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During a trial a women you are respresentmurdered her baby, why would you object to having pictures and videos shown in court

Oil City, PA |

I am doing online classes in Criminal evidence and this is one question I am confused on

Attorney Answers 5


It would inflame the jury and it is highly prejudicial.

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It would be an emotionally charged trial, so it would be important to limit the impact that photos and a video might have. Facts are important not inflaming the emotions of the jury.

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Seems pretty obvious to me; if it's not to you a little thought might bring some understanding.

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When the probative value of evidence is outweighed by the danger of unfair prejudice, the judge may exclude the evidence.

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Hopefully this won’t be plagiarism on your part, if so retain at attorney who specializes in education issues. The images of the dead baby can sway the jury into an emotional reaction rather that a decision after deliberation of the evidence. For example, the totality of the evidence might lean toward reasonable doubt (i.e. not guilty) but the heinousness of the offense against a child might cause the jury to consciously or subconsciously overlook that reasonable doubt to find some kind of justice for the child.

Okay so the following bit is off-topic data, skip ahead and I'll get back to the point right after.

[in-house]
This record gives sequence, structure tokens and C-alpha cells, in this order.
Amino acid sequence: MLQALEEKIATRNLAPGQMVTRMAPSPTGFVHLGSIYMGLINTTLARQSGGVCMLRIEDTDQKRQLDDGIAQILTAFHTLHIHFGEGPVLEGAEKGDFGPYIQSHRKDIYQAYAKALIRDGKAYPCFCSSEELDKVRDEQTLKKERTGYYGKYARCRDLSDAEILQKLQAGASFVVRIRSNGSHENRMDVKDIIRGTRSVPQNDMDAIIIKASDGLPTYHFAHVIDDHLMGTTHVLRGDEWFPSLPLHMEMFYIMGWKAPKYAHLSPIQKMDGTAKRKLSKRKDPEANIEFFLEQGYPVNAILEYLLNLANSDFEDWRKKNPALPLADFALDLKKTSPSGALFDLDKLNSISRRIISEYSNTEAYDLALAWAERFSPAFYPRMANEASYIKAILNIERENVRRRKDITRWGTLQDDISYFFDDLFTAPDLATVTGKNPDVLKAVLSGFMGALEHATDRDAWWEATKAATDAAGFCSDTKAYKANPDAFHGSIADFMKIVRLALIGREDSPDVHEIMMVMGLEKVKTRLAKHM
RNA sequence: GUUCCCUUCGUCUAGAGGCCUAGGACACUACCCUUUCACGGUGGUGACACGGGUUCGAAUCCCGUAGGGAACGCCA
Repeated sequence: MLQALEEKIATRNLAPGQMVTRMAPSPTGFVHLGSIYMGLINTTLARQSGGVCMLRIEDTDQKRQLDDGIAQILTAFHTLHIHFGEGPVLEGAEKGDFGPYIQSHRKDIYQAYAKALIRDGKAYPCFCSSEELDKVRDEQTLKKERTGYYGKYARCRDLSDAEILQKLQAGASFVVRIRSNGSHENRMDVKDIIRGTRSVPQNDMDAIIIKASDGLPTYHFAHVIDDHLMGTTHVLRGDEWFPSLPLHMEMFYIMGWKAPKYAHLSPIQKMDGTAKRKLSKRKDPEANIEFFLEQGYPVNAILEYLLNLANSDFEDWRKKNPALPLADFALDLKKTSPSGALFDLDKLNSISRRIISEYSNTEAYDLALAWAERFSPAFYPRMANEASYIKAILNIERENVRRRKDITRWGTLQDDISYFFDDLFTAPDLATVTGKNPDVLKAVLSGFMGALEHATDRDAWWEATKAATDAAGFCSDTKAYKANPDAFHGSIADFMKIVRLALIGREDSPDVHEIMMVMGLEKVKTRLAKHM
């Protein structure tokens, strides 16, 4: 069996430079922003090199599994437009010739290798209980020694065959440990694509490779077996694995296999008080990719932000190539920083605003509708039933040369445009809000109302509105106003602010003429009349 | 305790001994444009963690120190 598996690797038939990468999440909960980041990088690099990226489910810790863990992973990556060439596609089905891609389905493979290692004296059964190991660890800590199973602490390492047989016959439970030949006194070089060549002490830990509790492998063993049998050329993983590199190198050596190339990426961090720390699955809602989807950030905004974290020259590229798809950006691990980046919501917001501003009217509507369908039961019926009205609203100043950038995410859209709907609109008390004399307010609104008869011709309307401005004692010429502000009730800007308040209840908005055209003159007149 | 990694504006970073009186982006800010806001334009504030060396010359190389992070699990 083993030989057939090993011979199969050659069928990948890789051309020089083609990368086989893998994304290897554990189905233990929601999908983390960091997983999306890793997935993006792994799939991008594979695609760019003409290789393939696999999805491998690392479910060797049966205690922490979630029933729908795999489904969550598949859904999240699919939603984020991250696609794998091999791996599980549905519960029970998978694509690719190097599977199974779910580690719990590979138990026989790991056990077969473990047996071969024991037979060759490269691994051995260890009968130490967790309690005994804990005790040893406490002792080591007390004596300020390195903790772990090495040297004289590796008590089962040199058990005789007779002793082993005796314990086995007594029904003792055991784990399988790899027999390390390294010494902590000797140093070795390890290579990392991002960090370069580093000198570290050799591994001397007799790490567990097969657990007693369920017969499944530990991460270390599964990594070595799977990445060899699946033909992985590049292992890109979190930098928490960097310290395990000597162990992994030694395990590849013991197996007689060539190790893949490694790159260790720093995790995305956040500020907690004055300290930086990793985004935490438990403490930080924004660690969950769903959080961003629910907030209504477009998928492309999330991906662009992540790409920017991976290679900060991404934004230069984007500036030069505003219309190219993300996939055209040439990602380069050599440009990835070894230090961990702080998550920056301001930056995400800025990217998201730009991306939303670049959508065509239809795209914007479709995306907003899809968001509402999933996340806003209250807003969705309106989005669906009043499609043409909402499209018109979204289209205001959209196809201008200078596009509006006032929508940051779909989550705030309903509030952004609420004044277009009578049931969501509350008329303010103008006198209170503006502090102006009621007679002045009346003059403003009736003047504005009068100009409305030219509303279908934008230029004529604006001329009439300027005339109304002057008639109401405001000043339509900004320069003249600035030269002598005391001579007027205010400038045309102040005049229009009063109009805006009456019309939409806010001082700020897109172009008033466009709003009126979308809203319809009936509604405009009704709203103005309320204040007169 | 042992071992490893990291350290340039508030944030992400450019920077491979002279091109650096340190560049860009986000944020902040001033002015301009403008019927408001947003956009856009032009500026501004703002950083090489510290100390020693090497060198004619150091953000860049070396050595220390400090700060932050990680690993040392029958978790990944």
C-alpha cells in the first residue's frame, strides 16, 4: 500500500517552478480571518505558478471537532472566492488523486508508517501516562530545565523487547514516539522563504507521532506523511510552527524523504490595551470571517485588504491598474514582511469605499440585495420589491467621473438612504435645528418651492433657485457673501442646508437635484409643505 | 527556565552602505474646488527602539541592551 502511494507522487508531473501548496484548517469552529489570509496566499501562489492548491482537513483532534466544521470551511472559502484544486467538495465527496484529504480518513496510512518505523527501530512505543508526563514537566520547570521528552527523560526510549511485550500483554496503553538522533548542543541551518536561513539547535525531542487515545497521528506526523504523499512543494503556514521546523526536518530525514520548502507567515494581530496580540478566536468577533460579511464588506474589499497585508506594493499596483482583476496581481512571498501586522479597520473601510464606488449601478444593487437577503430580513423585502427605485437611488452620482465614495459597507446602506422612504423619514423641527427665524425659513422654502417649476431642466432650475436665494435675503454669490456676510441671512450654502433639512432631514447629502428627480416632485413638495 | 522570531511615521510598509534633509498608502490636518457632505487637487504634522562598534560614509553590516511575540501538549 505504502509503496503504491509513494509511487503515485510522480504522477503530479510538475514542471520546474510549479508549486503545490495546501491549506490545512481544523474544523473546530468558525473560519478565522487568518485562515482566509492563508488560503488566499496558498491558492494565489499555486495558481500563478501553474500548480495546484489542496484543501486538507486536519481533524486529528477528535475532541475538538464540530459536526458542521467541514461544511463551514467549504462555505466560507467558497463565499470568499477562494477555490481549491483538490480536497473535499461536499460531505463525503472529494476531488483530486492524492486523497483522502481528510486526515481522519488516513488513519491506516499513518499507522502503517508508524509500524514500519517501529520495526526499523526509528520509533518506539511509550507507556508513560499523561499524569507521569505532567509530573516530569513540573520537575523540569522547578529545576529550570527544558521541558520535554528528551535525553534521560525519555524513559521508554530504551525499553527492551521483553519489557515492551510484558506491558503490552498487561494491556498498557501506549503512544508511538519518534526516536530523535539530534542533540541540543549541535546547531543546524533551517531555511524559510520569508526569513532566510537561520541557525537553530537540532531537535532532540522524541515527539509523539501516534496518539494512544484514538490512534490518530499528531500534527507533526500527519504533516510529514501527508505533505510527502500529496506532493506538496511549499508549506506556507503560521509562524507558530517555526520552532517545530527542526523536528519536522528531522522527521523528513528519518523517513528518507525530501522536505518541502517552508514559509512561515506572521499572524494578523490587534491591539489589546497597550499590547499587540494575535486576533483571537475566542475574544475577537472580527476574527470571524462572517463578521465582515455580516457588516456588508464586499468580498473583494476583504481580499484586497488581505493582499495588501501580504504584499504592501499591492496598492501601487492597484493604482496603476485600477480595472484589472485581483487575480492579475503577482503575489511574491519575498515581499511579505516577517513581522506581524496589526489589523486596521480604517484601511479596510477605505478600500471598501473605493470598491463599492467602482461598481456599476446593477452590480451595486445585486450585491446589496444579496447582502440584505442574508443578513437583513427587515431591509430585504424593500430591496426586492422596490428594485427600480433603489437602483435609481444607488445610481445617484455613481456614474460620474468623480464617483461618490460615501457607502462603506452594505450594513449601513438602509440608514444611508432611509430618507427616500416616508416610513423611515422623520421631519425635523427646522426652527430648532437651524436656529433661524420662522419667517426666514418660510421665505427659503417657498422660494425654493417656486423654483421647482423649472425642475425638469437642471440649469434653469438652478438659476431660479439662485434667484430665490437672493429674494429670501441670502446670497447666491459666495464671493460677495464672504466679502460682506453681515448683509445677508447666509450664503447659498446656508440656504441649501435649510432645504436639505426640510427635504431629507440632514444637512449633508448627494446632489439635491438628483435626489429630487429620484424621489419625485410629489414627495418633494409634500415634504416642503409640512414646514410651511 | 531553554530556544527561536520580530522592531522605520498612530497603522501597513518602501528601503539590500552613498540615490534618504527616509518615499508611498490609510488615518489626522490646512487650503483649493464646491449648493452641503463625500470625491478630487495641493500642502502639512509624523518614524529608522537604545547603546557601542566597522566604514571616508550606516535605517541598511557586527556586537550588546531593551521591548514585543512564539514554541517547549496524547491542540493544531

As a tactical matter, it is always good to try to keep the district attorney (i..e the prosecution) from introducing any evidence. The idea is to whittle down the amount of information they are permitted to rely upon. With photographs and video you want to question how that evidence was collected, how it was stored, whether it was enhanced or altered in any manner.

Stew Crawford, Jr., Esq.

Crawford Law Firm
A Full Service Law Firm Serving Pennsylvania & New Jersey

Philadelphia Area Office
223 North Monroe Street
Media, Pennsylvania 19063


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